Evocative of an exotic fruit, this meteorite exhibits green-to-caramel aggregates of olivine crystals suspended in natural coils and tendrils of its durable iron-nickel matrix. Pallasites represent less than 0.2% of all known meteorites, and this is both a decorative and intriguing example of a complete meteorite.
118 x 93 x 87 mm. (4⅔ x 3⅔ x 3½ in.) and 1,417 g. (3 lbs)
The Admire pallasite formed at the mantle-core boundary of an asteroid about 4.5 billion years ago. Deep inside the asteroid, molten metal from the outer core mixed with chunks of the olivine mantle that had crystallized. Things remained quiet for Admire until a major collision shattered the asteroid roughly 100 million years ago; this event and subsequent, less energetic collisions set the Admire pallasite material on a collision course with Earth. The first piece of Admire to be found was ploughed up in Lyon County, Kansas in 1881. The specimen offered here was more recently recovered along with the big mass from which the large slice (see lot 8) was derived.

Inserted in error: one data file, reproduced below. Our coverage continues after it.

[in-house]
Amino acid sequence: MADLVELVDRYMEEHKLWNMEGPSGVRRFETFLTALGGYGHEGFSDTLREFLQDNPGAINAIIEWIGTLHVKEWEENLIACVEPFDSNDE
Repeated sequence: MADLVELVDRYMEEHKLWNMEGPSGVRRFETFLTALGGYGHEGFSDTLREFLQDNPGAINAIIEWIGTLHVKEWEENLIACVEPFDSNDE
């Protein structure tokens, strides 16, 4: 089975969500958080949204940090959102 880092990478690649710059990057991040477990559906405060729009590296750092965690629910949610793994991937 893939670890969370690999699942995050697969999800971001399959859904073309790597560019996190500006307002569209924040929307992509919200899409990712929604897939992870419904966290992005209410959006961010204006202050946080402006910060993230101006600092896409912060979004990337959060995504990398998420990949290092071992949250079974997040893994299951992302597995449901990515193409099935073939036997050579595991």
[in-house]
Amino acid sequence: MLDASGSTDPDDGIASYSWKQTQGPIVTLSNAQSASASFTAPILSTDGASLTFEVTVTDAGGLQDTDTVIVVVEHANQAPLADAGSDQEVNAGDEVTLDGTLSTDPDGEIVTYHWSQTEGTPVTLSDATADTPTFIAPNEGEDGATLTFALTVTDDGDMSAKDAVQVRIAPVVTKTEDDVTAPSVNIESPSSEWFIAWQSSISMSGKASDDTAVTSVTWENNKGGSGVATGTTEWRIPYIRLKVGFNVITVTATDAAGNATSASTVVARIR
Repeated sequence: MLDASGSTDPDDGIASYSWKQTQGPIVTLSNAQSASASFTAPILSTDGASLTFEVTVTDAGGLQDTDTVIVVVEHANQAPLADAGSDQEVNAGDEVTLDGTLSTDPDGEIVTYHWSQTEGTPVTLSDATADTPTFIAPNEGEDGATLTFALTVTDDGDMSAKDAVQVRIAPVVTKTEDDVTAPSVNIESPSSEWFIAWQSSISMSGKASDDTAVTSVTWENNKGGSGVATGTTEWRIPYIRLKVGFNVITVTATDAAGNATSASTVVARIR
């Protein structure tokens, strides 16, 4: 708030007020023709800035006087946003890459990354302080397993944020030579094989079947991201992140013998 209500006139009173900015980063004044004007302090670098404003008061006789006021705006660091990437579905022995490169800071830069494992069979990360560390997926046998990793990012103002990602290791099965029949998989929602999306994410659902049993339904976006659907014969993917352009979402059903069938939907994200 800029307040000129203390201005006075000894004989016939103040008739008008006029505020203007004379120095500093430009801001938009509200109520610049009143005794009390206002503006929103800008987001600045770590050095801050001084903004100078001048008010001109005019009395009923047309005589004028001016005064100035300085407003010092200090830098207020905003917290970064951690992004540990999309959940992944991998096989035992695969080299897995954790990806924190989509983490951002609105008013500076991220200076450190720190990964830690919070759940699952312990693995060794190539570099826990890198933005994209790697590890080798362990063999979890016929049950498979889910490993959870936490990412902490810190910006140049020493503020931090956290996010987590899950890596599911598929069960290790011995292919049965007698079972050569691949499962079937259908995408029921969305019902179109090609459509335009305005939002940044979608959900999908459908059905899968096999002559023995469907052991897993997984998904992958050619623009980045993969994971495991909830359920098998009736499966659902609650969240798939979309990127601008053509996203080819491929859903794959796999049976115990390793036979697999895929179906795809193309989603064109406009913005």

Christie's would like to thank Dr. Alan E. Rubin at the Institute of Geophysics and Planetary Physics, University of California, Los Angeles for his assistance in preparing this catalog note.
Please note this lot is the property of a private individual.
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